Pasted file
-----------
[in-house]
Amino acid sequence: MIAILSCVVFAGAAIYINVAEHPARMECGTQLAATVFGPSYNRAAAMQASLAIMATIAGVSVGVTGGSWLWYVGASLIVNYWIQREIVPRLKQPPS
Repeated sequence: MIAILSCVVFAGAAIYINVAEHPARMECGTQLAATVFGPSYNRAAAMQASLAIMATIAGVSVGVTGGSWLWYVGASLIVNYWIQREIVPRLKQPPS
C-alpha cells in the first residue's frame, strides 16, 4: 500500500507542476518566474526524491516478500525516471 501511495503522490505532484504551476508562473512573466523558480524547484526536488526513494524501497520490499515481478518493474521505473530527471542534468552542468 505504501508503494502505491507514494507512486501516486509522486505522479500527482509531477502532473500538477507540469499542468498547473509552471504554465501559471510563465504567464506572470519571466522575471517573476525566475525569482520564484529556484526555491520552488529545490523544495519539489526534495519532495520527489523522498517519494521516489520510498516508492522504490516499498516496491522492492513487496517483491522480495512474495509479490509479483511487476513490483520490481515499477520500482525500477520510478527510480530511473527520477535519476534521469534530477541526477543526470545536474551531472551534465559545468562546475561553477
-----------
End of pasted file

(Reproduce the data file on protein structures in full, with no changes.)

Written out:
[in-house]
Amino acid sequence: MIAILSCVVFAGAAIYINVAEHPARMECGTQLAATVFGPSYNRAAAMQASLAIMATIAGVSVGVTGGSWLWYVGASLIVNYWIQREIVPRLKQPPS
Repeated sequence: MIAILSCVVFAGAAIYINVAEHPARMECGTQLAATVFGPSYNRAAAMQASLAIMATIAGVSVGVTGGSWLWYVGASLIVNYWIQREIVPRLKQPPS
C-alpha cells in the first residue's frame, strides 16, 4: 500500500507542476518566474526524491516478500525516471 501511495503522490505532484504551476508562473512573466523558480524547484526536488526513494524501497520490499515481478518493474521505473530527471542534468552542468 505504501508503494502505491507514494507512486501516486509522486505522479500527482509531477502532473500538477507540469499542468498547473509552471504554465501559471510563465504567464506572470519571466522575471517573476525566475525569482520564484529556484526555491520552488529545490523544495519539489526534495519532495520527489523522498517519494521516489520510498516508492522504490516499498516496491522492492513487496517483491522480495512474495509479490509479483511487476513490483520490481515499477520500482525500477520510478527510480530511473527520477535519476534521469534530477541526477543526470545536474551531472551534465559545468562546475561553477